To be perfectly blunt: barring a miracle, I don’t foresee any label taking a gamble on Gene’s ‘80s period. Ain’t gonna happen, notwithstanding the critical/commercial success of 4AD’s massive No Other box in 2019. 

How do I know? 

Well, when was the last time there was a major Byrds reissue? In the early 2000s, Sundazed did an admirable job, but that particular wellspring seems to have dried up for good. We never did get that rarities set devoted to The Notorious Byrd Brothers, did we? And Sony/Legacy seem to have given up on the Byrds around the same time; the second box set, There is a Season, was released in 2006. But apart from righting Roger’s notorious wrongs vis-à-vis the first box set (more on that later), There is a Season offered little in the way of rarities to entice hardcore fans. Since then, there’s been nothing of note, except The Complete Columbia Albums Collection, which was essentially one-stop shopping for the entire reissue program (1996-2000). So, if the Byrds aren’t contenders for archival releases, what chance does Gene have? I mean, who is left that would take on such a risky project?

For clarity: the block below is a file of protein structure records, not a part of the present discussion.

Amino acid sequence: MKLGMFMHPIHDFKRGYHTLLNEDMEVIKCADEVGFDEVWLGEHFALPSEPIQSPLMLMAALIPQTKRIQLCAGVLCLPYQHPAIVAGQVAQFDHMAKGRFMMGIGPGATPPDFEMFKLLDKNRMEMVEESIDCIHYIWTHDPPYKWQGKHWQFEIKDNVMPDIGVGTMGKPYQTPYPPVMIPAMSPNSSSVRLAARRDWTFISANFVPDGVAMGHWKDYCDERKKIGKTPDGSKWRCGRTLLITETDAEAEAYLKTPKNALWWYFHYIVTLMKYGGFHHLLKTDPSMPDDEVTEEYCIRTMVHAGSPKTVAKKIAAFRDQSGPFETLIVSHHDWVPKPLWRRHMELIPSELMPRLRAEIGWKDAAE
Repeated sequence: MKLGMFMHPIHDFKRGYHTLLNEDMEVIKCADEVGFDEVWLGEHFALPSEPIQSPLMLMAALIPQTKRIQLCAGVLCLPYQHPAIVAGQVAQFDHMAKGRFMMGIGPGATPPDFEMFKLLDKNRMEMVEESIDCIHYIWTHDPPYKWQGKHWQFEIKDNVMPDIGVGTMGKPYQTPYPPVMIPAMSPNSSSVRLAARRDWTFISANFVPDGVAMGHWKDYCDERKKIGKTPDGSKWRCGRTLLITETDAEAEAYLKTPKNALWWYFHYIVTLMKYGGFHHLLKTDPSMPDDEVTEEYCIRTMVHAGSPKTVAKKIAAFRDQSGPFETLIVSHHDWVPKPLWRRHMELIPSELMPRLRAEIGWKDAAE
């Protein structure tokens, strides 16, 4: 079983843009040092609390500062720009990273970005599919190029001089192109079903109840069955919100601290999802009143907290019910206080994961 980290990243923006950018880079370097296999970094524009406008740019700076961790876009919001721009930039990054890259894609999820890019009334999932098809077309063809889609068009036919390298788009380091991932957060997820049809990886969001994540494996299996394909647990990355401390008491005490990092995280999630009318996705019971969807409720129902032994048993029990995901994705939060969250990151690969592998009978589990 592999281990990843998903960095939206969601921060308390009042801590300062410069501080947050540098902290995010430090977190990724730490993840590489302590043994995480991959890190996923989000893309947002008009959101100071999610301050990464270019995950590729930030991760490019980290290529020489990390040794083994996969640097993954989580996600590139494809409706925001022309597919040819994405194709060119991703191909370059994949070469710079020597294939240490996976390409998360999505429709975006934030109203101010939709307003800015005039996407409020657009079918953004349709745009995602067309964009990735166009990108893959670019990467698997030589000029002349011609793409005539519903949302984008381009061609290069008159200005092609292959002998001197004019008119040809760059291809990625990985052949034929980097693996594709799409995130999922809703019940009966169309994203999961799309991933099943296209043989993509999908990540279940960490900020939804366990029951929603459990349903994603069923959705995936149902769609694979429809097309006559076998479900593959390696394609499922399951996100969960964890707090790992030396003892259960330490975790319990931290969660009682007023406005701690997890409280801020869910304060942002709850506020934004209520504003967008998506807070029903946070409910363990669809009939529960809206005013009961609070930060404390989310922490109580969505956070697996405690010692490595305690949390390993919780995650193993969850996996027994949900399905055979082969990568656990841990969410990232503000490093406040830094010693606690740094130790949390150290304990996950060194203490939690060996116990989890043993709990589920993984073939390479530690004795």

That’s why Sierra Records’ ill-fated The Lost Studio Sessions 1964-1982 (2016) was such a heartbreaker. As social media coordinator on this project, I’m still ashamed of my failure to generate more sales for Sierra. I am both astonished by the widespread indifference that greeted this magnificent set, and  annoyed with those fans who clamoured for Clark rarities, but who didn’t get behind it, then had the audacity to criticize it when problems arose.